Yet, during the high point of his career, Belafonte used his platform to call attention to racism. From 1954 to 1961, Belafonte protested systemic racism by refusing to perform in the South. Having met and befriended Dr. Martin Luther King, Jr. in the 1950s he lent his moral and financial support to the Civil Rights Movement. Belafonte personally provided funds for Dr. King’s family as despite King’s sacrifices he wasn’t earning much money. This was in addition to helping to finance the Freedom Rides, SNCC, and the Freedom Farm Cooperative.

At the time, being involved with the Civil Rights Movement was considered radical and controversial. As with several other entertainers, Belafonte was accused of being a communist and was blacklisted. Ignoring personal risks, Belafonte remained politically active.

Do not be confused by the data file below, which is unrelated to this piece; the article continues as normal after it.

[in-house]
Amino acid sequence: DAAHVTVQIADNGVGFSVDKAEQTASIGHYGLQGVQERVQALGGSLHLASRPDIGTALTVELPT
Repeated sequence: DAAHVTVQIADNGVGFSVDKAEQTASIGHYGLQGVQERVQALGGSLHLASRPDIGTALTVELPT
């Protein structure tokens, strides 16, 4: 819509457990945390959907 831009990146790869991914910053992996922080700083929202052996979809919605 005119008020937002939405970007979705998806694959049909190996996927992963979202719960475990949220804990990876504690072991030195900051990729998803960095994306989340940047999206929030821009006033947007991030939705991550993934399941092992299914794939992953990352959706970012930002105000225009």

Belafonte eventually moved into folk music before mostly shifting his focus away from performing to social activism. He was involved with various organizations and initiatives in addition to launching his own.

Harry Belafonte died in New York City from congestive heart failure on March 25, 2023, at 96 years old.


  1. Bernstein, Adam. 2023. “Harry Belafonte, Barrier-Smashing Entertainer and Activist, Dies at 96.” The Washington Post. WP Company. April 25, 2023.
  2. Biography.Com Editors, ed. 2023. “Harry Belafonte.” A&E Networks Television. April 25, 2023.
  3. Blake, John, and Chloe Melas. 2023. “Harry Belafonte, Activist and Entertainer with a ‘Rebel Heart,’ Dies at 96.” CNN. Cable News Network. April 25, 2023.
  4. Campbell, Brent. 2023. “Harry Belafonte (1927-2023).” April 25, 2023.
  5. “Harry Belafonte Biography.” n.d. Kinfolk. Accessed April 26, 2023.
  6. “Harry Belafonte’s Biography.” n.d. The HistoryMakers. Accessed April 26, 2023.
  7. Keepnews, Peter. 2023. “Harry Belafonte, 96, Dies; Barrier-Breaking Singer, Actor and Activist.” The New York Times. The New York Times. April 25, 2023.
  8. Puente, Maria. 2023. “Harry Belafonte, Trailblazing Singer, Actor and Activist, Dies at 96.” USA Today. Gannett Satellite Information Network. April 25, 2023.